I ventured up to Brewster, New York on the Harlem line and was met by the Friendly SPACE team at the train station. We drove about ten minutes away, through a kaleidoscope of tree scapes, bragging of burnt orange and yellow leaves. Exiting the city, I remembered it was fall. Thus began my descent into SPACE, a place with a mission statement that holds true — a just-out-of-town playground for exploration, a space to create amongst nature, with other artists and a warm fireplace and home cooked meals to boot. I felt like I stepped back into another era; what I’d imagine it was like to be an artist in the earlier half of this century, before everything was over institutionalized and power outlets only had two prongs.
I spent two days doing a massive re-write, drinking Stumptown coffee (also appreciating the comforts of this era), working into the AM hours with the help of insightful director Tamara Fisch, while occasionally bothering Janine Nabers and Sharon Kenney as they worked on their musical about Scott Chaloff. (That’s a joke. Their musical is top secret business, but I have their songs in my head).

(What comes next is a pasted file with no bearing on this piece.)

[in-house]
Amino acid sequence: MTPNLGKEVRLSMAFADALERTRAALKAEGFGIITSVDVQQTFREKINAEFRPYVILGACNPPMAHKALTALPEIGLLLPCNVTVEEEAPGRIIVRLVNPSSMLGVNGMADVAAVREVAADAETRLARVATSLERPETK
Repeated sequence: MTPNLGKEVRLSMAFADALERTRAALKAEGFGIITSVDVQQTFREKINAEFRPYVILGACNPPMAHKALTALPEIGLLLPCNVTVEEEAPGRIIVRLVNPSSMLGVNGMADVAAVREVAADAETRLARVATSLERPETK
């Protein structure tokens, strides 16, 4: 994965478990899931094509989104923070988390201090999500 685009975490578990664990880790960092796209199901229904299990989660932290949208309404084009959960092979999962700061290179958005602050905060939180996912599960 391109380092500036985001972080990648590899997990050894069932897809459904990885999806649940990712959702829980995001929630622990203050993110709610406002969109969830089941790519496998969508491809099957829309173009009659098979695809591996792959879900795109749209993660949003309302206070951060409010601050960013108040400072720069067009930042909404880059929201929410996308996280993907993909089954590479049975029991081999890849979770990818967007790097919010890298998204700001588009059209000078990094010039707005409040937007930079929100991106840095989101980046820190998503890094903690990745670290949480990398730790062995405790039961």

The following saturday, a cast of incredible actors in Marcia Debonis, Dan DaSilva, Matt Stadelmann, Dylan Dawson and Molly Ward joined me up at the farm, all of whom contributed to the play which deals with the universal question of family — how much do we have to separate in order to grow? How does one become an adult? That is the question I pose as the Hauser family deals with their 25 year-old, 300 lb., troubled son who lives in the attic and refuses to come down.
We read the play in front of a fire, well into the night, occasionally passing along a communal bottle of whiskey. You could give me all the riches in the world, and I’m not sure it could get better than that.